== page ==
2020 Crown Communities Winner: South Bay Cities Council of Governments’ South Bay Fiber Network
American City & County traditionally awards its Crown Communities Awards to the exemplary projects of municipalities, counties, and subdivisions of local government like precincts or water districts. However, we felt that California joint powers authority South Bay Cities Council of Governments (SBCCOG)’s impressive South Bay Fiber Network (SBFN) — which is benefiting its 16 member cities and member county — warranted recognition in this year’s awards.
SBCCOG’s members consist of the unincorporated areas of Districts 2 and 4 in Los Angeles County, Calif., as well as the following California cities: Carson, El Segundo, Gardena, Hawthorne, Hermosa Beach, Inglewood, Lawndale, Lomita, Manhattan Beach, Palos Verdes Estates, Rancho Palos Verdes, Redondo Beach, Rolling Hills, Rolling Hills Estates, Torrance and the Harbor City/San Pedro/Wilmington communities of Los Angeles.
In 2016, a major employer in Los Angeles County’s South Bay region relocated, due to inferior yet expensive network services. At the time, South Bay cities realized they were paying too much for too little Internet service — continuing with that level of service would hinder future opportunities and hinder smart cities applications.
The South Bay Workforce Investment Board (SBWIB) saw this as an economic development issue, and it partnered with SBCCOG and Los Angeles County Supervisor Mark Ridley-Thomas to create a roadmap for SBCCOG member cities to work together on building a high-speed broadband network. Compared to then-current options, such a network would yield higher internet quality, speeds and capacity for lower prices.
That network ultimately became SBFN, which is a dedicated, scalable, municipal fiber optic network that is used by SBCCOG, its member agencies and other public agencies, including SBWIB and multiple Los Angeles County departments.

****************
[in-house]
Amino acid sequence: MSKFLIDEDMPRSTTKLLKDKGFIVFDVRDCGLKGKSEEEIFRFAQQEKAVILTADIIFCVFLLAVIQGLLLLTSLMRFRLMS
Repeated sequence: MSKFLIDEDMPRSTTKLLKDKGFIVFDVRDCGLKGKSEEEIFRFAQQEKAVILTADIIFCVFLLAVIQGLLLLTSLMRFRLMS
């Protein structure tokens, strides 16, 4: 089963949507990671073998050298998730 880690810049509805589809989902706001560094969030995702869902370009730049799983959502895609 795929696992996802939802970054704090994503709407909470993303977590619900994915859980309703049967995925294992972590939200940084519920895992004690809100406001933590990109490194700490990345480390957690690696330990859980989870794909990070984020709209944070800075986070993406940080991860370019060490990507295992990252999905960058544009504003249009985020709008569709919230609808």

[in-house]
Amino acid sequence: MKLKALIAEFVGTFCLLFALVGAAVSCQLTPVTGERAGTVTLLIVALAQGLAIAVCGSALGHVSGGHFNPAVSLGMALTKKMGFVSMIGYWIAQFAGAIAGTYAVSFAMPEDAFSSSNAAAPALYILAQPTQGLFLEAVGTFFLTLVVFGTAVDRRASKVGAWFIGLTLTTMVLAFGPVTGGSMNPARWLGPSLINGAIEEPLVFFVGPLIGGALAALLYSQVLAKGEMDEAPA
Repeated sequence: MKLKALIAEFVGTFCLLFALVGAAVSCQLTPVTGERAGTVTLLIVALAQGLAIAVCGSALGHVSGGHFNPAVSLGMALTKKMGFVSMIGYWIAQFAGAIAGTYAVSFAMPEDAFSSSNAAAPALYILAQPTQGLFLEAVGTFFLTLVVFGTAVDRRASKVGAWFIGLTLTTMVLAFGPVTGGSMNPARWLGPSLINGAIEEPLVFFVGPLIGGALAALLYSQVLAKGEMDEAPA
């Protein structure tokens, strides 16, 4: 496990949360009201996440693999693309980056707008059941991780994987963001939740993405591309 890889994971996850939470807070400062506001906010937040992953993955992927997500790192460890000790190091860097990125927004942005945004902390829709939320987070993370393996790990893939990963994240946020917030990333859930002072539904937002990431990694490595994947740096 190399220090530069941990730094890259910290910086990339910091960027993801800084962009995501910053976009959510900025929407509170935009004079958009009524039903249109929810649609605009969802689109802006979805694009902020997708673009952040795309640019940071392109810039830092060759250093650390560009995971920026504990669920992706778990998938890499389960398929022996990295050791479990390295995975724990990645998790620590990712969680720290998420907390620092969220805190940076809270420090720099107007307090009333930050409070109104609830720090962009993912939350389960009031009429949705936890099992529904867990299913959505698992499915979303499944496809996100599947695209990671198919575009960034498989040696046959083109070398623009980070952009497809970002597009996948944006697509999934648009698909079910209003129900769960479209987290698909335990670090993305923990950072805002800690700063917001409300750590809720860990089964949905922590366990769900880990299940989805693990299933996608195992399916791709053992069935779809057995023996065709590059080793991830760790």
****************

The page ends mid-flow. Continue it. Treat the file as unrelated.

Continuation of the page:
“This SBCCOG led initiative and investment into critical broadband infrastructure will bring next-generation technology to LA County’s South Bay, allowing us to serve all our residents better by connecting municipal facilities to reliable, secure, high-speed, and low-cost broadband while improving their quality of life on so many levels,” SBCCOG Past Chair and Redondo Beach Councilmember Christian Horvath said.
Funding proved to be an innovative part of this project, as member cities couldn’t collectively afford the capital needed to build the network. So, SBCCOG identified multiple transportation projects that could be implanted by using a high-speed broadband network. Based on this reasoning, SBCCOG applied for subregional funding from an LA County transportation sales tax, which LA County’s Metropolitan Transit Authority administered.
SBCCOG positioned the network as a means for using smart streets and signals and telecommuting to relieve congestion. About $6.9 million in funding was approved, which covered the capital construction costs. This feat proves that municipal broadband could be considered a transportation construction project.
Construction of the SBFN began in spring 2020. By late summer 2020, the core network ring was completed and operational, in addition to initial laterals to some city halls. All 37 lateral connections are expected to be finished by spring 2021. SBFN service starts at 1GB speed for $1,000 per month and currently goes up to 10 GB speed for $2,750 per month. As SBFN expands its sites though, monthly recurring cost for membership will decrease.
So far, SBCCOG has convened a working group to explore and develop several applications of the network beyond IT capacity. Those applications include improved traffic management, vehicle-to-vehicle and vehicle-to-network communications, accelerating the transition to telework, enhancing online services, telehealth, building out individual city broadband networks and greenhouse gas reduction.
“The SBFN, as a foundational backbone, has the potential to eventually help our municipalities and local agencies bridge the digital divide and address equity issues, create an underlying, scalable asset to drive economic development, and generate innovative 21st century solution-oriented approaches to dealing with existing and future issues with better efficiencies and cost savings,” SBCCOG Chair and Hawthorne Mayor Pro Tem Olivia Valentine said.
Click here to view all six winners of American City & County’s 2020 Crown Communities Awards.